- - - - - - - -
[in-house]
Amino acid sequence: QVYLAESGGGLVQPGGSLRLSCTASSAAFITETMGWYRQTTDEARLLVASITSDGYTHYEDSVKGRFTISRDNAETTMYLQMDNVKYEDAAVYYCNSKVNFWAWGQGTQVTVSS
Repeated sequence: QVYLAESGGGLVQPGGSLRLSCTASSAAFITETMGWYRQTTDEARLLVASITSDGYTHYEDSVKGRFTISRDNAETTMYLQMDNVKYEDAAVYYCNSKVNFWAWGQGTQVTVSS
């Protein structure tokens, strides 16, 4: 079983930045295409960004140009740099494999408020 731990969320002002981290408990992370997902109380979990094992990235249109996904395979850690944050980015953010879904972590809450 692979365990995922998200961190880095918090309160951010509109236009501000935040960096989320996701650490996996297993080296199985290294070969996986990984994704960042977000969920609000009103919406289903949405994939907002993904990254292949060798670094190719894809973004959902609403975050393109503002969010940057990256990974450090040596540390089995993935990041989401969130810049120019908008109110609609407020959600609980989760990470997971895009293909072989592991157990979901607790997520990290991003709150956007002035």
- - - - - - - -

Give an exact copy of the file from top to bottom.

[in-house]
Amino acid sequence: QVYLAESGGGLVQPGGSLRLSCTASSAAFITETMGWYRQTTDEARLLVASITSDGYTHYEDSVKGRFTISRDNAETTMYLQMDNVKYEDAAVYYCNSKVNFWAWGQGTQVTVSS
Repeated sequence: QVYLAESGGGLVQPGGSLRLSCTASSAAFITETMGWYRQTTDEARLLVASITSDGYTHYEDSVKGRFTISRDNAETTMYLQMDNVKYEDAAVYYCNSKVNFWAWGQGTQVTVSS
């Protein structure tokens, strides 16, 4: 079983930045295409960004140009740099494999408020 731990969320002002981290408990992370997902109380979990094992990235249109996904395979850690944050980015953010879904972590809450 692979365990995922998200961190880095918090309160951010509109236009501000935040960096989320996701650490996996297993080296199985290294070969996986990984994704960042977000969920609000009103919406289903949405994939907002993904990254292949060798670094190719894809973004959902609403975050393109503002969010940057990256990974450090040596540390089995993935990041989401969130810049120019908008109110609609407020959600609980989760990470997971895009293909072989592991157990979901607790997520990290991003709150956007002035």